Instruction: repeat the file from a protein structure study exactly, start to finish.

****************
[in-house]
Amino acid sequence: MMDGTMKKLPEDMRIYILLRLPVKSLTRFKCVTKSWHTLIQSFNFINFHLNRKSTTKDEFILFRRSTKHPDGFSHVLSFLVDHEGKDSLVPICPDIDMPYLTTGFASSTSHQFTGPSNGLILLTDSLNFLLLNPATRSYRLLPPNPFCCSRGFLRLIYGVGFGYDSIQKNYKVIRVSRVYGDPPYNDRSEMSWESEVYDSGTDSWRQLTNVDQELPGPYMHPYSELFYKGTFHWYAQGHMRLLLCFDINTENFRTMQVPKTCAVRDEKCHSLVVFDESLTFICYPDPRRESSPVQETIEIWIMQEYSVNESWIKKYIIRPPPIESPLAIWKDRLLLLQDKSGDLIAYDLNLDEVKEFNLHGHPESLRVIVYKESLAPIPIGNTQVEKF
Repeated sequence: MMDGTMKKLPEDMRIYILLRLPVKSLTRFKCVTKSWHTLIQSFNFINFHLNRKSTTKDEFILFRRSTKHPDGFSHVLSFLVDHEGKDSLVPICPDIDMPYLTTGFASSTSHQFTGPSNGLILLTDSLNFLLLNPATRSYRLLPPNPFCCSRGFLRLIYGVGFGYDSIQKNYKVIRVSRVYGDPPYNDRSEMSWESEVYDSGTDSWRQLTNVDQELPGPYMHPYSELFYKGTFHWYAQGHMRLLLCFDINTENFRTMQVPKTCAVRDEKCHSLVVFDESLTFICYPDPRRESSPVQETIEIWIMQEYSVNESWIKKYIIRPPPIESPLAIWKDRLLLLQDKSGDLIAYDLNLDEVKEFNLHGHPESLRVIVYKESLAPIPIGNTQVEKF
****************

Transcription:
[in-house]
Amino acid sequence: MMDGTMKKLPEDMRIYILLRLPVKSLTRFKCVTKSWHTLIQSFNFINFHLNRKSTTKDEFILFRRSTKHPDGFSHVLSFLVDHEGKDSLVPICPDIDMPYLTTGFASSTSHQFTGPSNGLILLTDSLNFLLLNPATRSYRLLPPNPFCCSRGFLRLIYGVGFGYDSIQKNYKVIRVSRVYGDPPYNDRSEMSWESEVYDSGTDSWRQLTNVDQELPGPYMHPYSELFYKGTFHWYAQGHMRLLLCFDINTENFRTMQVPKTCAVRDEKCHSLVVFDESLTFICYPDPRRESSPVQETIEIWIMQEYSVNESWIKKYIIRPPPIESPLAIWKDRLLLLQDKSGDLIAYDLNLDEVKEFNLHGHPESLRVIVYKESLAPIPIGNTQVEKF
Repeated sequence: MMDGTMKKLPEDMRIYILLRLPVKSLTRFKCVTKSWHTLIQSFNFINFHLNRKSTTKDEFILFRRSTKHPDGFSHVLSFLVDHEGKDSLVPICPDIDMPYLTTGFASSTSHQFTGPSNGLILLTDSLNFLLLNPATRSYRLLPPNPFCCSRGFLRLIYGVGFGYDSIQKNYKVIRVSRVYGDPPYNDRSEMSWESEVYDSGTDSWRQLTNVDQELPGPYMHPYSELFYKGTFHWYAQGHMRLLLCFDINTENFRTMQVPKTCAVRDEKCHSLVVFDESLTFICYPDPRRESSPVQETIEIWIMQEYSVNESWIKKYIIRPPPIESPLAIWKDRLLLLQDKSGDLIAYDLNLDEVKEFNLHGHPESLRVIVYKESLAPIPIGNTQVEKF